The Alabama legislature has passed legislation that could substantially affect the number of circuit and district court judges sitting in venues in the state. Assuming that SB90 becomes law, it will mandate the creation of the Judicial Resources Allocation Commission. The Judicial Resources Allocation Commission will be tasked with annually reviewing the need for either increasing or decreasing judgeships in district and circuit courts and ranking each court according to need.
Members of the Judicial Resources Allocation Commission
The commission will be made up of the following, and should reflect the “racial, gender, geographic, urban/rural, and economic diversity of the state”:
- The Chief Justice of the Supreme Court of Alabama
- The legal advisor to the governor of Alabama
- The Alabama attorney general
- Three sitting circuit judges
- Three sitting district judges
- Three licensed attorneys
Criteria for Altering the Number of Judgeships
In its annual review to determine whether there is a need to alter the number of judgeships in each district and circuit court, the Judicial Resources Allocation Commission will apply the following criteria
- The findings of the Judicial Weighted Caseload Study
- Population of the district/circuit according to the most recent census data
- Judicial duties in the district/circuit
- Uniformity in calculating of how civil, criminal, and domestic cases are accounted for between circuits
- Any other information deemed to be relevant
Circumstances Allowing the Commission to Make Changes
The Judicial Resources Allocation Commission may only reallocate the number of judgeships in districts/circuits under certain limiting constraints. Such changes may only be made “in the event of a vacancy due to death, retirement, resignation, or removal from office of a district or circuit judge.” Additionally, a reallocation may be made if an incumbent judge will be ineligible to seek reelection as a result of age limitations. Allocation decisions require a two-thirds vote of the commission members.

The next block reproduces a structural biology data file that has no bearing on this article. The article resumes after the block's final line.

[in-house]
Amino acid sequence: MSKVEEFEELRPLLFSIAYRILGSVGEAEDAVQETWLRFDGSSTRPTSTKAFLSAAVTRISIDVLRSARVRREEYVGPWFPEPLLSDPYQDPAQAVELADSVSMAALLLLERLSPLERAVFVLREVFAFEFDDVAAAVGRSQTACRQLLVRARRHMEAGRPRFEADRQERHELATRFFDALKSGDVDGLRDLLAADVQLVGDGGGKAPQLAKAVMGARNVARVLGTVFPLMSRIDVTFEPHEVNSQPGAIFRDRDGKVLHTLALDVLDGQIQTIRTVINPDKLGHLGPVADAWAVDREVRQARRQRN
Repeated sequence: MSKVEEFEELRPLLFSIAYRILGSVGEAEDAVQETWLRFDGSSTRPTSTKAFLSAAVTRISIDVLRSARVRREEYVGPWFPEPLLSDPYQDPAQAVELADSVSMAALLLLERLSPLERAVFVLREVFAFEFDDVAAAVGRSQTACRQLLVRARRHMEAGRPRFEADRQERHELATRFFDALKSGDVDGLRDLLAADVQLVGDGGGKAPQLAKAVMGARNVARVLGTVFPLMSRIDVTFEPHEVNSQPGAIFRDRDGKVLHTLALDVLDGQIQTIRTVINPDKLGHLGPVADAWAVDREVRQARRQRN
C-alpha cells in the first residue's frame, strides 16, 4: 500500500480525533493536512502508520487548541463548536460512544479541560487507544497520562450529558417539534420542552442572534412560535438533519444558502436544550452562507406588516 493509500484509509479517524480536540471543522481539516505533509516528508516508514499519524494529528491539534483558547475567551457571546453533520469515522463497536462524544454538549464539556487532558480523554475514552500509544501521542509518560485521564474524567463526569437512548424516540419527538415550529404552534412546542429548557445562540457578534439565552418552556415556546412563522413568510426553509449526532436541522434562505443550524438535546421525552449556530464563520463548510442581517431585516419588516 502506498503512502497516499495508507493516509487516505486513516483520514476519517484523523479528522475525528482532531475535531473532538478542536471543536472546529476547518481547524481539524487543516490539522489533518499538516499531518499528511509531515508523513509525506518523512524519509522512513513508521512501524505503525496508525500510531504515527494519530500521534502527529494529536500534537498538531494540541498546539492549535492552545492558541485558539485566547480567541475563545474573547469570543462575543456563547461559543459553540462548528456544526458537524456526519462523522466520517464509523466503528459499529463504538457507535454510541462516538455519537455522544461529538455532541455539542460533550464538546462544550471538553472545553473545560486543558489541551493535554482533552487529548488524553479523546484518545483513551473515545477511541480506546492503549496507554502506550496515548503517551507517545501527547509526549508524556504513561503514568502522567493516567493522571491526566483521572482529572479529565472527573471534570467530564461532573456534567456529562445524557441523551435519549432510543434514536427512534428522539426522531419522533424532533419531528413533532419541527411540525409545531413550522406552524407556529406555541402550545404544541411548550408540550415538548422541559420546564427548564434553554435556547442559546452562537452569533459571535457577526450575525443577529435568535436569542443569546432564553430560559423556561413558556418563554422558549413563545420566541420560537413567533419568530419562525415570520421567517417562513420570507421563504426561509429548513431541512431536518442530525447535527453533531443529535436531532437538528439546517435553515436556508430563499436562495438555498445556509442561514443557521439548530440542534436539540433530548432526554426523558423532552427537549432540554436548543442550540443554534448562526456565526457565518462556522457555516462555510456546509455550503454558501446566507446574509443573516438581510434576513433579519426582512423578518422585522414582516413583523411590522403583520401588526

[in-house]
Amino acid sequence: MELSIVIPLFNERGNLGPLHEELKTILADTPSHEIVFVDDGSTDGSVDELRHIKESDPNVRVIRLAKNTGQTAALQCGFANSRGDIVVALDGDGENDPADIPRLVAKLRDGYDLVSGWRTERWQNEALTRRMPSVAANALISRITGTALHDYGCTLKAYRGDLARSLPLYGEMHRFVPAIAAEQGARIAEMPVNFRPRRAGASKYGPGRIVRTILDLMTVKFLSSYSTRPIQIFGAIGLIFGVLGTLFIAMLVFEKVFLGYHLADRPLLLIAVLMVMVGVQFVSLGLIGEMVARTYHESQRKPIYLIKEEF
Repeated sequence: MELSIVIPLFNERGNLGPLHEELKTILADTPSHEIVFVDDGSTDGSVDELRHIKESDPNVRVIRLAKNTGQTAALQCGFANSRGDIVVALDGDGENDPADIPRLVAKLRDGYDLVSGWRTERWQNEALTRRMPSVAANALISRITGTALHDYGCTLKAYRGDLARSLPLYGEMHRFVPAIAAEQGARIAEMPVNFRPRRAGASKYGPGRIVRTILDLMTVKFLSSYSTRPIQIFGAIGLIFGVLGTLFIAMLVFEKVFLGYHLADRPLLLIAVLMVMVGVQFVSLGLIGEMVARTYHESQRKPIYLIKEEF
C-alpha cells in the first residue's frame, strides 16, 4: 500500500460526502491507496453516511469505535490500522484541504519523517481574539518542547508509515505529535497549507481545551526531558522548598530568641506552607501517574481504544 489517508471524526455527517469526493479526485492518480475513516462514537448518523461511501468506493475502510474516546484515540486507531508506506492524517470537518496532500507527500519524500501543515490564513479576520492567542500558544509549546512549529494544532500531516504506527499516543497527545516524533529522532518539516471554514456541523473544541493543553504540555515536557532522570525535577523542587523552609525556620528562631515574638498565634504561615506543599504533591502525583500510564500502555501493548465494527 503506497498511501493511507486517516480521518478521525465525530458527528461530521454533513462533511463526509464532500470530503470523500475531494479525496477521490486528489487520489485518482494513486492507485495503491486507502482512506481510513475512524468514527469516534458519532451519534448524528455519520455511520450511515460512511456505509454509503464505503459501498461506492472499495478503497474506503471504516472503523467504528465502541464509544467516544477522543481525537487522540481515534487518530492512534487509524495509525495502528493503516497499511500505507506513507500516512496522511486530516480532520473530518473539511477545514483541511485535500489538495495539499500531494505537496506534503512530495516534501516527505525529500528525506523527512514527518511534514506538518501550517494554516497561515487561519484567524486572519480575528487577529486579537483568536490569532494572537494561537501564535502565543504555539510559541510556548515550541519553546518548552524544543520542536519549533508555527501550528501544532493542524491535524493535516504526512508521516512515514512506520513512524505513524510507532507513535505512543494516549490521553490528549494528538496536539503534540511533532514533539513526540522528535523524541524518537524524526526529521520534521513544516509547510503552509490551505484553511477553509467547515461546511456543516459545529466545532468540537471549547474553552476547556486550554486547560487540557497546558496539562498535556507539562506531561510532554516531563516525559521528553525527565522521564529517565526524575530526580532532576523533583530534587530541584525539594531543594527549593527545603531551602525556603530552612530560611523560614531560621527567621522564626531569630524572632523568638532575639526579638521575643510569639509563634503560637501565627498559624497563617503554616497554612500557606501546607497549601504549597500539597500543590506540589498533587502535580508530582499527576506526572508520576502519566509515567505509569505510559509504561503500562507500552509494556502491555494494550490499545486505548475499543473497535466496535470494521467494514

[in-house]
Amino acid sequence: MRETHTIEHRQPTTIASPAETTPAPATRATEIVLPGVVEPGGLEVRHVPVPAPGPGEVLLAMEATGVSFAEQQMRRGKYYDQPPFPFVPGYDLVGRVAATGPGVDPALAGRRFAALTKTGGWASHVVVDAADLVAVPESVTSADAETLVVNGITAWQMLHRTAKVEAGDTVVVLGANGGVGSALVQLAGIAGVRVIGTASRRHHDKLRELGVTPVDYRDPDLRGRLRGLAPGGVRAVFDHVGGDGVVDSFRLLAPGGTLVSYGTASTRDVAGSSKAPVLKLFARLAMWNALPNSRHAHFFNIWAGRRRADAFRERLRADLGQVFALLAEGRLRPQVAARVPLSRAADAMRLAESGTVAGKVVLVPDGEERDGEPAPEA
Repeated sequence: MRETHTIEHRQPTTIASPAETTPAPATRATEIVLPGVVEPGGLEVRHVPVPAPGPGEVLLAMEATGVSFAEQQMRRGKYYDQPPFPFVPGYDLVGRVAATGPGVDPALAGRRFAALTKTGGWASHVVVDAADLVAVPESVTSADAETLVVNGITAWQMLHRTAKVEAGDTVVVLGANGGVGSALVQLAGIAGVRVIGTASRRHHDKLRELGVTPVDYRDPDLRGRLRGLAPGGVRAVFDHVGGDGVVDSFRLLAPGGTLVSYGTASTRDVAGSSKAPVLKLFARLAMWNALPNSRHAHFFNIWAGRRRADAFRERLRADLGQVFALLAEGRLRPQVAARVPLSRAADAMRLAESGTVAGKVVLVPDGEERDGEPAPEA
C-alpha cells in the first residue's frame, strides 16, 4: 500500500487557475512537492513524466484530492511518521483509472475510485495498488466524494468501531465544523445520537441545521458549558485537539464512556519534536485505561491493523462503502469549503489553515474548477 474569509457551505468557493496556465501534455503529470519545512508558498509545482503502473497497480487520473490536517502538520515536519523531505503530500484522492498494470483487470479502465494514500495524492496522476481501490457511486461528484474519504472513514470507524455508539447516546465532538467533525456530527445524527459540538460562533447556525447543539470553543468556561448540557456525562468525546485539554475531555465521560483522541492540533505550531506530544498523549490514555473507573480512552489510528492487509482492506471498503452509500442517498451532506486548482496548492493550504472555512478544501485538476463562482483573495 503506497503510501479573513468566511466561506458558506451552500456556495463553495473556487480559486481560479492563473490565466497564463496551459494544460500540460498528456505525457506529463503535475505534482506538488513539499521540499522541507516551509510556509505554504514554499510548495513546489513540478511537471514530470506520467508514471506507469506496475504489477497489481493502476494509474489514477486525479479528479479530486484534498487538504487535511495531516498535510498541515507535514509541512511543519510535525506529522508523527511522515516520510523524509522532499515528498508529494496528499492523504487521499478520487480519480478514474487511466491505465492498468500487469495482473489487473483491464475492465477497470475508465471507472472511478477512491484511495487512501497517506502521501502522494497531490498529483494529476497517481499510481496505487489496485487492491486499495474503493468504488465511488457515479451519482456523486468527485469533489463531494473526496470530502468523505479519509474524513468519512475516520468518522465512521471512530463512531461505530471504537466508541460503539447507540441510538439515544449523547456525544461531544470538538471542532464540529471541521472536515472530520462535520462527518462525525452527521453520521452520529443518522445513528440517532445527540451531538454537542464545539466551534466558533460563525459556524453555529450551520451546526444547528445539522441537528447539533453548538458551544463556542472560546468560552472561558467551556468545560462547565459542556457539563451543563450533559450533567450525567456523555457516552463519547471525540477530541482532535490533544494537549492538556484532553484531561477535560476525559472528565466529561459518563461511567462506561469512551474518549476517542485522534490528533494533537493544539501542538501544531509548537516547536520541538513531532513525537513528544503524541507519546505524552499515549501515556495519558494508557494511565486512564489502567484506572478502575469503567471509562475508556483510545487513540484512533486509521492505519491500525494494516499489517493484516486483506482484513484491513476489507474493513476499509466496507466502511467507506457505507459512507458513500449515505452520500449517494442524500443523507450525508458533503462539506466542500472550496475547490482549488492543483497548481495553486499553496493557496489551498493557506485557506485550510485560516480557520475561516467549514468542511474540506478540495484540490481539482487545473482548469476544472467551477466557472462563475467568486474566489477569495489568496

Results of the 2013 Judicial Weighted Caseload Study
In March 2013, the Supreme Court of Alabama released the findings of its Judicial Weighted Caseload Study, determining that “a need exists for increasing or decreasing the number of circuit or district judges,” and recommended the legislature to make changes. The Alabama Supreme Court ranked the needs for an increase of circuit judges in the following venues and in the following numbers of additional judges needed:
- 13th Circuit (Mobile) – 4.9
- 23rd Circuit (Madison) – 3.5
- 28th Circuit (Baldwin) – 2.4
- 6th Circuit (Tuscaloosa) – 2.0
- 19th Circuit (Autauga, Chilton, & Elmore) – 1.8
The Alabama Supreme Court recommended that the 10th Circuit (Jefferson County) be reduced by three circuit judges, with those judgeships to be distributed as follows: 13th Circuit (Mobile) – 2, and 23rd Circuit (Madison) – 1.
The Supreme Court of Alabama determined the following needs in increased district court judgeships:
- Madison County – 2.0
- Mobile County – 1.8
- Shelby County – 1.4
- Baldwin County – 1.3
- Marshall County – 1.2
Based on these findings, the Supreme Court of Alabama recommended that Jefferson County and Walker County each be reduced by one judgeship, with those judgeships to be reallocated to Madison County and Mobile County.
Statewide Statistics of Interest
- Average population per judge: 32,738
- Average square miles per judge: 348
- Average population per square mile: 88
- Average attorneys per judge: 98
Short-Term Practical Effects
Based on the findings of the Judicial Weighted Caseload Study and the directives guiding the Judicial Resources Allocation Commission (assuming that SB90 becomes law), one can expect that Jefferson County/10th Circuit will stand to be the biggest loser, as far as having the judicial resources currently at its disposal reallocated to other counties/circuits deemed to have more substantial need. But based on the limitations governing when judgeships can be reallocated, Jefferson County/10th Circuit should not expect significant changes to occur all at once, but rather only as judicial vacancies arise or judges age out.
Photo by Jimmy Emerson, DVM.